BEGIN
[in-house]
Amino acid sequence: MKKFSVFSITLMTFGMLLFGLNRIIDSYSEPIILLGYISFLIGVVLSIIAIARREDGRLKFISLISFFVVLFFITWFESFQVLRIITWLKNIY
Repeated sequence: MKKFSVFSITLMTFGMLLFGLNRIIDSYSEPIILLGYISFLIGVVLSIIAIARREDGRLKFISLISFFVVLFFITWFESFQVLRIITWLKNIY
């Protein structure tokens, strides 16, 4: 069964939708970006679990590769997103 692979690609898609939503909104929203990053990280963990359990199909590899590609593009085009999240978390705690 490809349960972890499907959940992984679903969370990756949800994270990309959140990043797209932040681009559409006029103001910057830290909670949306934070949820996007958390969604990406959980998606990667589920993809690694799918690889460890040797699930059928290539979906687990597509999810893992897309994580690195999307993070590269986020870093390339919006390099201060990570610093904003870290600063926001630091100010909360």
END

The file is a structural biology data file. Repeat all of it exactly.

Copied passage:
[in-house]
Amino acid sequence: MKKFSVFSITLMTFGMLLFGLNRIIDSYSEPIILLGYISFLIGVVLSIIAIARREDGRLKFISLISFFVVLFFITWFESFQVLRIITWLKNIY
Repeated sequence: MKKFSVFSITLMTFGMLLFGLNRIIDSYSEPIILLGYISFLIGVVLSIIAIARREDGRLKFISLISFFVVLFFITWFESFQVLRIITWLKNIY
């Protein structure tokens, strides 16, 4: 069964939708970006679990590769997103 692979690609898609939503909104929203990053990280963990359990199909590899590609593009085009999240978390705690 490809349960972890499907959940992984679903969370990756949800994270990309959140990043797209932040681009559409006029103001910057830290909670949306934070949820996007958390969604990406959980998606990667589920993809690694799918690889460890040797699930059928290539979906687990597509999810893992897309994580690195999307993070590269986020870093390339919006390099201060990570610093904003870290600063926001630091100010909360």